US2798962 *Jul 18, 1956Jul 9, 1957Servo Corp Of AmericaTotal-radiation pyrometer
US2871366 *Dec 29, 1955Jan 27, 1959Librascope IncApparatus for sensing radioactivity
Referenced by
Citing PatentFiling datePublication dateApplicantTitle
US3110814 *Jul 11, 1961Nov 12, 1963Charles E WrightLight responsive device for producing sounds
US3444739 *Dec 22, 1965May 20, 1969Kettering Scient Research IncRadiant energy measuring instrument
US3761713 *Jul 13, 1971Sep 25, 1973Us InteriorMethod of detecting loose rock
US4494881 *Mar 10, 1982Jan 22, 1985Everest Charles EIntra-optical light beam sighting system for an infrared thermometer
US4634294 *May 12, 1981Jan 6, 1987Raytek, Inc.Hand-held digital temperature measuring instrument
US5352039 *Aug 6, 1991Oct 4, 1994OrtomedicRemote temperature and/or temperature difference measuring device
US5422484 *Dec 19, 1990Jun 6, 1995Alenia Spazio SpaInfrared sensor suitable for fire fighting applications
US5751215 *Nov 21, 1996May 12, 1998Hall, Jr.; Joseph F.Fire finding apparatus
US5790040 *Dec 13, 1996Aug 4, 1998Interactive Technologies, Inc.Battery-operated security system sensors
US6719456Oct 23, 2001Apr 13, 2004Randall S. MundtMethods and apparatus for firefighting
US7250603Mar 24, 2006Jul 31, 2007Draeger Safety, Inc.Crawling handle for thermal imaging camera
US7420672Jun 20, 2007Sep 2, 2008Ahura CorporationMethod and apparatus for conducting Raman spectroscopy
US7499159Jul 11, 2006Mar 3, 2009Ahura CorporationMethod and apparatus for conducting Raman spectroscopy using a remote optical probe
US7548311Jun 27, 2006Jun 16, 2009Ahura CorporationMethod and apparatus for conducting Raman spectroscopy
US7595877Oct 29, 2007Sep 29, 2009Ahura CorporationLow profile spectrometer and raman analyzer utilizing the same
US7636157Apr 29, 2005Dec 22, 2009Ahura CorporationMethod and apparatus for conducting Raman spectroscopy
US7701571Aug 22, 2007Apr 20, 2010Ahura Scientific Inc.Raman spectrometry assembly
US7767963Dec 8, 2006Aug 3, 2010Draeger Safety, Inc.Thermal imaging camera internal damping system
US7773645Nov 7, 2006Aug 10, 2010Ahura Scientific Inc.Uncooled external cavity laser operating over an extended temperature range
US8107069Sep 9, 2009Jan 31, 2012Ahura Scientific Inc.Method and apparatus for conducting Raman spectroscopy
US20050248759 *Apr 29, 2005Nov 10, 2005Peidong WangMethod and apparatus for conducting Raman spectroscopy
US20060045151 *Apr 29, 2005Mar 2, 2006Daryoosh VakhshooriExternal cavity wavelength stabilized Raman lasers insensitive to temperature and/or external mechanical stresses, and Raman analyzer utilizing the same
US20060088069 *Aug 30, 2005Apr 27, 2006Daryoosh VakhshooriUncooled, low profile, external cavity wavelength stabilized laser, and portable Raman analyzer utilizing the same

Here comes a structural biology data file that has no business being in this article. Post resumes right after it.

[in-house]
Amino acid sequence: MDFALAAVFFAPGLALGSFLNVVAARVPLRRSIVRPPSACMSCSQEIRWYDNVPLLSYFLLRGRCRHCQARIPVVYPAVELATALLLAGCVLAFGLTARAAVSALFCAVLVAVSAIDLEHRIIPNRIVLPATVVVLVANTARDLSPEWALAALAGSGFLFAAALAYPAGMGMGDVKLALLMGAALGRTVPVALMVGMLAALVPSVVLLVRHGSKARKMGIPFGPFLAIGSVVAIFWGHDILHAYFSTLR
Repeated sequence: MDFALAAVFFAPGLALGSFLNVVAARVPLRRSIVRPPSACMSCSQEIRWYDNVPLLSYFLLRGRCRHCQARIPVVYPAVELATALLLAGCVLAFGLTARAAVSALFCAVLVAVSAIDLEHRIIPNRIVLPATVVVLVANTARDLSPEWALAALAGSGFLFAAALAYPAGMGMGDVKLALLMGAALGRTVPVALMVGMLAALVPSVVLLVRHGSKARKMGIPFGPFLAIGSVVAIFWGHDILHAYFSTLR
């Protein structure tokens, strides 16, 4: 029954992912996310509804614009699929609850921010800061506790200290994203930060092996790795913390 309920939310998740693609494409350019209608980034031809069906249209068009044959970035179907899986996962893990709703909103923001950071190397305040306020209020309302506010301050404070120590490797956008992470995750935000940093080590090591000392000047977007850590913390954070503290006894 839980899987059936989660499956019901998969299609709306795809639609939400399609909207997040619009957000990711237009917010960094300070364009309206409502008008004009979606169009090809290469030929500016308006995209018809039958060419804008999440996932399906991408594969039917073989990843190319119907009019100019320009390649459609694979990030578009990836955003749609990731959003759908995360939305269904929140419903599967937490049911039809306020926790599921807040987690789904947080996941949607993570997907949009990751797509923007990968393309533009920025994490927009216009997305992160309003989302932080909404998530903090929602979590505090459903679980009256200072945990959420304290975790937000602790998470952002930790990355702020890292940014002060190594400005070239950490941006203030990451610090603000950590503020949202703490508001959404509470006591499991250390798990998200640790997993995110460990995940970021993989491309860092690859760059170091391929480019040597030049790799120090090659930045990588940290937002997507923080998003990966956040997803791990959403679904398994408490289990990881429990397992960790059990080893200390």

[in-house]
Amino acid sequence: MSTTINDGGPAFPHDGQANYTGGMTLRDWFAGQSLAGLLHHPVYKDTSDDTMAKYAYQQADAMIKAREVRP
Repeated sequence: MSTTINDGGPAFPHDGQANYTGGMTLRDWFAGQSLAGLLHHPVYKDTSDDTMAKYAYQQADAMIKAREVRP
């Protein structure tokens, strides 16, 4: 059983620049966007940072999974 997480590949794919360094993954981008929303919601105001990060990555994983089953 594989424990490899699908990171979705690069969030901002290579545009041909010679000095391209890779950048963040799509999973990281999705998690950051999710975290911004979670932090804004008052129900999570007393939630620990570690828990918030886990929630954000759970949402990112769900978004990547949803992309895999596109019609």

US20060170917 *Aug 30, 2005Aug 3, 2006Daryoosh VakhshooriUse of free-space coupling between laser assembly, optical probe head assembly, spectrometer assembly and/or other optical elements for portable optical applications such as Raman instruments
US20060245700 *Jun 29, 2006Nov 2, 2006Draka Comteq B.V.Groove cable
US20070024848 *Jul 11, 2006Feb 1, 2007Knopp Kevin JMethod and apparatus for conducting RAMAN spectroscopy using a remote optical probe
US20070116069 *Nov 7, 2006May 24, 2007Peidong WangUncooled external cavity laser operating over an extended temperature range
US20080024777 *Jun 20, 2007Jan 31, 2008Peidong WangMethod and apparatus for conducting Raman spectroscopy
US20080170223 *Oct 29, 2007Jul 17, 2008Daryoosh VakhshooriLow Profile Spectrometer and Raman Analyzer Utilizing the Same
US20090033928 *Aug 22, 2007Feb 5, 2009Masud AzimiRaman spectrometry assembly
US20090251694 *Jun 15, 2009Oct 8, 2009Ahura Scientific Inc.Method and Apparatus for Conducting Raman Spectroscopy
US20100290042 *Apr 4, 2008Nov 18, 2010Ahura Corporation, A Massachusetts CorporationUse of Free-space Coupling Between Laser Assembly, Optical Probe Head Assembly, Spectrometer Assembly and/or Other Optical Elements for Portable Optical Applications Such as Raman Instruments
US20100296085 *Apr 20, 2010Nov 25, 2010Ahura Scientific Inc.Raman spectrometry assembly
EP2706331A1 *Jul 4, 2013Mar 12, 2014Robert Bosch GmbhTemperature measuring apparatus, in particular hand-held infrared measurement device
WO1991009389A1 *Dec 19, 1990Jun 27, 1991Selenia Industrie Elettroniche Associate S.P.A.Infrared sensor suitable for fire fighting applications
WO1992002792A1 *Aug 6, 1991Feb 20, 1992OrtomedicRemote temperature and/or temperature difference measuring device
U.S. Classification250/347, 250/339.15, 374/124, 356/141.2, 250/353
International ClassificationG01J5/04, G08B17/12
Cooperative ClassificationG01J5/02, G01J5/0205, G01J5/08, G08B17/12, G01J5/0806, G01J5/0265, G01J5/04
European ClassificationG01J5/02A, G01J5/02H, G01J5/08B1, G08B17/12, G01J5/04, G01J5/02, G01J5/08